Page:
The word has leaked out.
Arundel High's Chavonne Hammond and her rival, Severna Park's Jennifer Holmes, spent six days together at each other's home last month during the Blizzard of '96.
The Baltimore metro area's two premier girls post players who also happen to be two of Vanderbilt University's prized recruits took time out from their fierce on-court basketball battles to continue their off-court friendship.
The two seniors stayed three days at Hammond's Crofton home and three days at Holmes' Severna Park residence.
Oh, by the way, Holmes entertained the first three days because she has a hoop in her driveway.
Imagine the one-on-one games between these two who were signed by Vanderbilt last Nov. 8, the first day of the early signing period.
"It goes back and forth," said Holmes when asked the outcome of her one-on-one encounters with Hammond, the leading girls basketball scorer in Arundel High history.
While the results of the individual basketball duels fluctuate, not much changes in their friendship, which began when they were teammates on the Chesapeake Hurricanes AAU basketball squad in the summer of 1994.
"We're so much alike," Holmes said. "We're always thinking the same things and enjoy talking about Vanderbilt basketball. We're both even going to major in mass communications."
Also, both players know how to separate basketball from friendship.
"The court is business," said Holmes. "Afterward is friends. I'd be mad if Chavonne didn't play at her top level against me."
Hammond said: "Our love for basketball first brought us together. Now she's a good friend and my favorite person to play against. But I still want to beat her as much as I do anybody else."
When the 6-foot Hammond and the 6-2 Holmes were given full basketball scholarships by Vanderbilt, it was a red-letter day for girls sports in Anne Arundel County.
Imagine the odds against two girls who live just 10 miles apart in the same county getting full rides to one of the top women's basketball programs in the country.
Vanderbilt was ranked No. 2 in the nation a couple of weeks ago before dropping to No. 5 last week.
"It's so exciting to get involved with these two young ladies," said Vanderbilt recruiting coordinator Debbie Patterson. "They have incredible potential and are hard workers. They are real recruiting finds."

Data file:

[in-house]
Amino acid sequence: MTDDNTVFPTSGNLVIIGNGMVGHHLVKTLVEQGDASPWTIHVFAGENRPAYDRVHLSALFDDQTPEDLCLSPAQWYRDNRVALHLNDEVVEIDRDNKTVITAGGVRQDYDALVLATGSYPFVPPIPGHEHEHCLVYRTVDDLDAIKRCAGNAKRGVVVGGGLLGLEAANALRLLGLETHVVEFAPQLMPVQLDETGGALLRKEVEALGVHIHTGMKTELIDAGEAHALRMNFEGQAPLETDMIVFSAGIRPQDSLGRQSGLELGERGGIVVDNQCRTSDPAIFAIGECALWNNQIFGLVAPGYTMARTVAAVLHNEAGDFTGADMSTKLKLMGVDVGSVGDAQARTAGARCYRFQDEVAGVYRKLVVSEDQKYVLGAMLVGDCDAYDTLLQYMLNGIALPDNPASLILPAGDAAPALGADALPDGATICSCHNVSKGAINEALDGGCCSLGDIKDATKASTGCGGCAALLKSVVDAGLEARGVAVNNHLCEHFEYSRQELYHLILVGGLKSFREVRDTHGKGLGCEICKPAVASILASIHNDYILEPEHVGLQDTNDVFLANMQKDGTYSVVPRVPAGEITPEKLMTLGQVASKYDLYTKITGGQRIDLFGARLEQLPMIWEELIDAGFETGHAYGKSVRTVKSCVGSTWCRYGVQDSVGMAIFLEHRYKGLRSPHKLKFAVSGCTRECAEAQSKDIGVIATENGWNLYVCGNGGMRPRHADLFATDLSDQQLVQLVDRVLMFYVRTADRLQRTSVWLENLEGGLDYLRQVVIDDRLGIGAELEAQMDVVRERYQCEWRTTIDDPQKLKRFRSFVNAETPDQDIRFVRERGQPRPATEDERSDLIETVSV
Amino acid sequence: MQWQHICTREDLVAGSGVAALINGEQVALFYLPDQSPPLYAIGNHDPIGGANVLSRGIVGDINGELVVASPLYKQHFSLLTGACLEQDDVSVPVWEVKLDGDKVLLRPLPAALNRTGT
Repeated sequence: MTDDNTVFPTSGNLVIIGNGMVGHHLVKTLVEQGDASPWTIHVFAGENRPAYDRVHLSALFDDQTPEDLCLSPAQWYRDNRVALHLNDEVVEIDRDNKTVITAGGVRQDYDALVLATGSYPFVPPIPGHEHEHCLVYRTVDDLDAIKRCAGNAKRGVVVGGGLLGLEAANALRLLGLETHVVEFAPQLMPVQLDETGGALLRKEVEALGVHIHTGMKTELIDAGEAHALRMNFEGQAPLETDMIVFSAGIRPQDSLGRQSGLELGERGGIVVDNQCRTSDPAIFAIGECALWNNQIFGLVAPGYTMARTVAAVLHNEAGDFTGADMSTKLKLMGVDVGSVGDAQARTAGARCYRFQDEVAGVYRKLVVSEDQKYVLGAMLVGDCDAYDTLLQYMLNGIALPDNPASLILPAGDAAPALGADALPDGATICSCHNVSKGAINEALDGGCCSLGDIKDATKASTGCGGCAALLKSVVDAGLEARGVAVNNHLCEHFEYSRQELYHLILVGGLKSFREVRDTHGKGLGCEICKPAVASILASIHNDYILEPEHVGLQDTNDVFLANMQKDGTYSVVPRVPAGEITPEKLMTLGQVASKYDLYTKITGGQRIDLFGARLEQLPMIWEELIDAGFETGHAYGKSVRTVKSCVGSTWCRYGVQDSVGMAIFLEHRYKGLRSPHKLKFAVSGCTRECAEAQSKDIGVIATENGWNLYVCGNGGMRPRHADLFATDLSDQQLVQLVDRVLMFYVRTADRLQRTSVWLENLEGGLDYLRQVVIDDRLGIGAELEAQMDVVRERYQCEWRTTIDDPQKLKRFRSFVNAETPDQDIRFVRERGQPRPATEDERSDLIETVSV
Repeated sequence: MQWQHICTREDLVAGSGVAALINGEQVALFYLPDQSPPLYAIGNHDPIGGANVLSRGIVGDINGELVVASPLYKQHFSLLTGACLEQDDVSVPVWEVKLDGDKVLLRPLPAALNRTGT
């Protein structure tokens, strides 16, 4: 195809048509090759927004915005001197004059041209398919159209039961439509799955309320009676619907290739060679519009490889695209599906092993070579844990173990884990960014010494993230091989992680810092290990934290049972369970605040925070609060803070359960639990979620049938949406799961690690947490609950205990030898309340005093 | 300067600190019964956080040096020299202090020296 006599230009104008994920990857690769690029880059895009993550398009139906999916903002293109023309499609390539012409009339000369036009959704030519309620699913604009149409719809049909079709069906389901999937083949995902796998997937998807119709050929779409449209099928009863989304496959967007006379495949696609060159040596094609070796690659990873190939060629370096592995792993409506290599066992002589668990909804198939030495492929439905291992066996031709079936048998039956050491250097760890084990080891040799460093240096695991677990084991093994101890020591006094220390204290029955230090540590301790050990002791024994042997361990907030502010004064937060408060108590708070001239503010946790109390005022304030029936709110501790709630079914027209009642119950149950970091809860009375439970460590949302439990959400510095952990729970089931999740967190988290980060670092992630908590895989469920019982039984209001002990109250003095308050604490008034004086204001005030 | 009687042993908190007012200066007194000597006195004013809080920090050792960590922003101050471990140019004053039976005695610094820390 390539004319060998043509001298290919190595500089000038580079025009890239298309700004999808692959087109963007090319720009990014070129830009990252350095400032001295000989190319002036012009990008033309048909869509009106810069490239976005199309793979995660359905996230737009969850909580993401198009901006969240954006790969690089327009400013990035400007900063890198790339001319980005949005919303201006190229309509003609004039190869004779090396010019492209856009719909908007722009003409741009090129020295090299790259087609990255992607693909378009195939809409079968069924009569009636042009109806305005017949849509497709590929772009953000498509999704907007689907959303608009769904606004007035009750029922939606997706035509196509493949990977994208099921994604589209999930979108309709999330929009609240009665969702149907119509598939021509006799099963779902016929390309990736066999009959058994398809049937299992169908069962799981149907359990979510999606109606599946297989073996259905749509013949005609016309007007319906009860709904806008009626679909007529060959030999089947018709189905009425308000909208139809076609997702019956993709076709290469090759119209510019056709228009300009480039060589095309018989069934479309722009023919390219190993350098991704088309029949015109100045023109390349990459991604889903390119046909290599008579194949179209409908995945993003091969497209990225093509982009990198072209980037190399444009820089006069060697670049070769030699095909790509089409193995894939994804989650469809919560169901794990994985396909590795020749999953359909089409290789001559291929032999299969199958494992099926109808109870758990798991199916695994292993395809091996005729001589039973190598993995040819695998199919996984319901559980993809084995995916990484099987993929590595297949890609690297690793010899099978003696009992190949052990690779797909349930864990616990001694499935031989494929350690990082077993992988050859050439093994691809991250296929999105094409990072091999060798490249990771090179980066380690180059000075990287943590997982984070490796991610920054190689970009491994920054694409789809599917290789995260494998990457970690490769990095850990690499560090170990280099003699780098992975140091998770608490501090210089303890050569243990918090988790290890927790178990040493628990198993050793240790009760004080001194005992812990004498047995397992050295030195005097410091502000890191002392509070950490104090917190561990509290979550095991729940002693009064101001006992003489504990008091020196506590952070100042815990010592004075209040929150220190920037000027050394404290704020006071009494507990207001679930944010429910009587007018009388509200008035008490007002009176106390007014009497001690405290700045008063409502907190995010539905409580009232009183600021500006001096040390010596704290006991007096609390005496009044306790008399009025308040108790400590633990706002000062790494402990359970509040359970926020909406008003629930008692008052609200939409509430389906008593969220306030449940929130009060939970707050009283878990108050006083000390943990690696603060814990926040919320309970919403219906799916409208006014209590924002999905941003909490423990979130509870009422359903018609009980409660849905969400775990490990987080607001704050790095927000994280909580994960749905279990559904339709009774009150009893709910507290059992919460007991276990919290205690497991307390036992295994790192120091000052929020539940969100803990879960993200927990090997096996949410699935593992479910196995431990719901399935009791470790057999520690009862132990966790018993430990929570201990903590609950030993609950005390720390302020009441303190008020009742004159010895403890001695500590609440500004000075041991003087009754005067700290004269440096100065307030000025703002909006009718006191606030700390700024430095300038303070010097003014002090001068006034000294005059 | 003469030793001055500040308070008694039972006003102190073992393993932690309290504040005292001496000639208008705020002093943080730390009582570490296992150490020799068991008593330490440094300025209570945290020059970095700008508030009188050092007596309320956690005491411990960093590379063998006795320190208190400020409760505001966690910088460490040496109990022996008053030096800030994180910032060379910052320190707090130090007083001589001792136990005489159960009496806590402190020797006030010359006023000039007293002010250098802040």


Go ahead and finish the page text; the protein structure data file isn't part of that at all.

"I consider it a privilege for me to go to Vanderbilt," said Hammond, who is averaging 15.2 points, 12 rebounds, 4.2 blocks, 4 steals and 3 assists for second-ranked Arundel. "I have followed their team every game this year and was upset when they lost their first game of the season to Tennessee."
Holmes also was disturbed by the loss to Tennessee in Knoxville.
"One of my main goals at Vanderbilt will be to help them beat Tennessee at Tennessee," said Holmes who is averaging 15 points, 15 rebounds and 4 blocks for seventh-ranked Severna Park. "They've never done that."
Vanderbilt recruiting coordinator Debbie Patterson has been following the progress of Holmes since the summer of her sophomore season but first laid eyes on Hammond last April in Hampton, Va., at the Boo Williams AAU tournament.
Patterson was amazed that Hammond had been playing basketball only three seasons at that time.
"When she caught the ball, faced the basket, split a trap with one dribble, took the ball to the basket for a layup and scored, I was kind of stunned," Patterson said. "I said this young lady is only a baby in regards to playing basketball and it was real obvious that move hadn't been taught her. Chavonne has great instincts, is very good at anticipating what is going to happen two passes down the road, has great hands and really impresses me defensively."
Another aspect of Hammond's game that sets her apart is her ability to finish on the fast break, and that is why she most likely will wind up playing the shooting guard as a college freshman.
While the perimeter is in Hammond's future, Holmes will be a power forward.
"Her strengths are her ability to rebound and to defend on the blocks," Patterson said.
Severna Park coach Kevin McGrath sees Holmes "blossoming at the college level."
"She is held in check by some of the officiating in high school," he said. "Jen is getting beat up by the opponents, but if she breathes on someone, it's a foul."
Arundel coach Lee Rogers said Hammond will be a big hit at Vanderbilt once she improves her perimeter shooting.
"I encourage her to take the outside shots all the time," Rogers said. "But Chavonne doesn't feel any pressure to score because we have so many other players who can hit from the perimeter. She has to play inside for us, but once she goes to Vanderbilt, her quickness will allow her to fit right into their up-tempo game."
Hammond and Holmes have met six times in high school, with Hammond leading the series 5-1. Holmes has at least one more chance to gain some revenge when they meet Friday at Severna Park at 7:30 p.m. in the last regular-season meeting between their teams.